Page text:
Join me at The Hepworth Print Fair
Fri 2nd – Sun 4th March 2018, 10 – 5
Private view Thursday 1st March, 6 – 8pm
Gallery Walk, Wakefield, West Yorkshire, WF1 5AW
T: +44 (0)1924 247360
E: firstname.lastname@example.orgI’m really excited to have a stand at this year’s Hepworth Print Fair. I’ll be showing a selection of recent prints and artist books, along with a new range of greeting cards, available exclusively at the print fair, and afterwards through my Etsy shop. (Sneak Peak HERE). If you haven’t been before I highly recommend it, it’s a great atmosphere and an excellent place to buy original prints and gifts. Hope to see you there!
New Light Prize Exhibition at Huddersfield Art Gallery
Exhibition continues until 2 June 2018
Open Tuesday to Saturday 11am to 4pm
Princess Alexandra Walk, Huddersfield, HD1 2SU
Free EntryMy ‘Peak’ etching starts it’s tour around the UK with the New Light Prize Exhibition, first stop Huddersfield Art Gallery!
It is a chance to see some of the North’s finest artists in one of the North’s finest galleries. From the hyperreal to the purely abstract, from printmaking to sculpture, this high-profile open exhibition celebrates contemporary artists from all corners of the North of England, including the winner of the £10,000 Valeria Sykes Award.
All works will be for sale.
Click Here for Exhibition Catalogue
I’m really excited to be showing some new litho work in this group show at Tarpey Gallery in October. The common link is the lithography fellowship at Leicester Print Workshop, which was for me a transformative experience.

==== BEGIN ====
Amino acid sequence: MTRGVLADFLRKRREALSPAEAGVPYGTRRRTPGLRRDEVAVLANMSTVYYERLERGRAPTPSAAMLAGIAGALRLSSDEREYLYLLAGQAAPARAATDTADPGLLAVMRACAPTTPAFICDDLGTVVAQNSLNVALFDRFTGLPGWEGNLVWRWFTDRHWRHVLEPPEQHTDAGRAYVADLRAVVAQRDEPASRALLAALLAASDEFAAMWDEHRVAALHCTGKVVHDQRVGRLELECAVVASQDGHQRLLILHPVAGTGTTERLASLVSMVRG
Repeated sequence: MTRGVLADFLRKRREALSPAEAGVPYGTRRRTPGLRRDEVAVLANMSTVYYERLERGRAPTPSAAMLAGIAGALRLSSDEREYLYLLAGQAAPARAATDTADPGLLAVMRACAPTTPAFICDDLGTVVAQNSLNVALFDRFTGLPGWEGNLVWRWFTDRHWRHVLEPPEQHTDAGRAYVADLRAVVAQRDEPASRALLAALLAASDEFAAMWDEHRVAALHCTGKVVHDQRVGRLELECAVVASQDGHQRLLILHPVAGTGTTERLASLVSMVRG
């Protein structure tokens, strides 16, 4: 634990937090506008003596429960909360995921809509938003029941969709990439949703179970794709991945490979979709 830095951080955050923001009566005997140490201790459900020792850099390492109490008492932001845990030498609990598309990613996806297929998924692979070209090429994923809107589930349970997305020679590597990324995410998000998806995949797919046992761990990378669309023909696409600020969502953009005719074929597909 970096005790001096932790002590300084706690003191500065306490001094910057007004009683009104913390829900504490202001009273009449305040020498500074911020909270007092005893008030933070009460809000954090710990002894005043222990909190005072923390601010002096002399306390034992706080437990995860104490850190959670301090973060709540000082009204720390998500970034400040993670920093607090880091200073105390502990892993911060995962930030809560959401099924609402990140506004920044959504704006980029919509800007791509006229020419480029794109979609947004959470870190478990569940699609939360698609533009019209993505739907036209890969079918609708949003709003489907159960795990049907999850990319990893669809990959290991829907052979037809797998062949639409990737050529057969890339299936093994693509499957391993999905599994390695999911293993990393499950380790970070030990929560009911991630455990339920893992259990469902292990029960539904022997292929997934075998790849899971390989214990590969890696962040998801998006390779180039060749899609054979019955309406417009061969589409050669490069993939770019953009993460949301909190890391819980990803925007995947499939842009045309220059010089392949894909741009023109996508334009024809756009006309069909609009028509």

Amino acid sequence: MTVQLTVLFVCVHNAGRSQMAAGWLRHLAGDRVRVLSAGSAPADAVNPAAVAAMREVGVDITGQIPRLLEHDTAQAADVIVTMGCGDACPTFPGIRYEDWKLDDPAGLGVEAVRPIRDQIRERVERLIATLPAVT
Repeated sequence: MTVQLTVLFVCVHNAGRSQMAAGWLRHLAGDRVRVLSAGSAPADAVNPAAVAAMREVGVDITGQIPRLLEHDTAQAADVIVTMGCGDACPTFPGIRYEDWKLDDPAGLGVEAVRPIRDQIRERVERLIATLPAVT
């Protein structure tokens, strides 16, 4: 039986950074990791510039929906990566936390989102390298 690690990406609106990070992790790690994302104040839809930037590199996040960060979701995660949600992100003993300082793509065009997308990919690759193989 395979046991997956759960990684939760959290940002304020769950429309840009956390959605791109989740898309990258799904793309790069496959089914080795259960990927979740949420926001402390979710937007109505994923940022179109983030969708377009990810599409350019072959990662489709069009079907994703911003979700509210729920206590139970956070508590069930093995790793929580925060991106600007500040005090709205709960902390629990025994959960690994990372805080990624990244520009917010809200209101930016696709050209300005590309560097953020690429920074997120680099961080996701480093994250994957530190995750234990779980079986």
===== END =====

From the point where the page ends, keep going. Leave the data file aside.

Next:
The work I’ll be showing is all based on time spent lurking around Canadian woodland – noticing, observing, reflecting, and being present.
There will be some fantastic work on show, highlighting the creative possibilities of lithography.
More info on Tarpey Gallery website: http://tarpeygallery.com/exhibition/a-study-in-stone/
I’m having a January sale! To celebrate the New Year you can get 25% off all items in my Etsy shop until 31st January. There are a few colourful collages, prints and artist books in there to brighten up your winter! Head over to my Etsy shop (https://www.etsy.com/uk/shop/kathryndesforges) and use the code HAPPYJANUARY25 at the checkout. Happy January all!
An exhibition of new drawings and lithographs by Kathryn Desforges
Saturday 7 June – Saturday 26 July
PREVIEW – Friday 6 June, 6 – 8pm – All welcome, FREE
ARTIST TALK – Thursday 10 July, 6 – 8pm – All welcome, FREE
Courses and workshops / artist talks / one-to-one tuition all available by arrangement
West Yorkshire Print Workshop
75A Huddersfield Road, Mirfield, West Yorkshire, WF14 8AT
Gallery open Mon – Fri 10.30am – 6pm / Saturday 10.30am – 3pm
Wow, it’s been a very busy few months! I’m really pleased to say that my exhibition ‘Momentary Permanence’ is now up in the gallery at West Yorkshire Print Workshop, and looking great! It runs until 26th July, info above.
The exhibition features drawings, lithographs, artist books and also some film footage.
I’m doing an artist talk tomorrow, Thursday 10th July, 6 – 8pm, to accompany the exhibition. Come and hear me ramble on about my journey over the past 18 months learning a new technique and how I’ve applied it to create the work in the exhibition. I will also touch on my approach to printmaking in general, the importance of the making process in my practice, my method of working and inspiration, and possibly more in between! All welcome.
There will also be a screening of ‘Kate Desforges – Stone Lithography’ – a beautiful short film by Leicester-based filmmaker Bill Newsinger which illustrates the lithography process.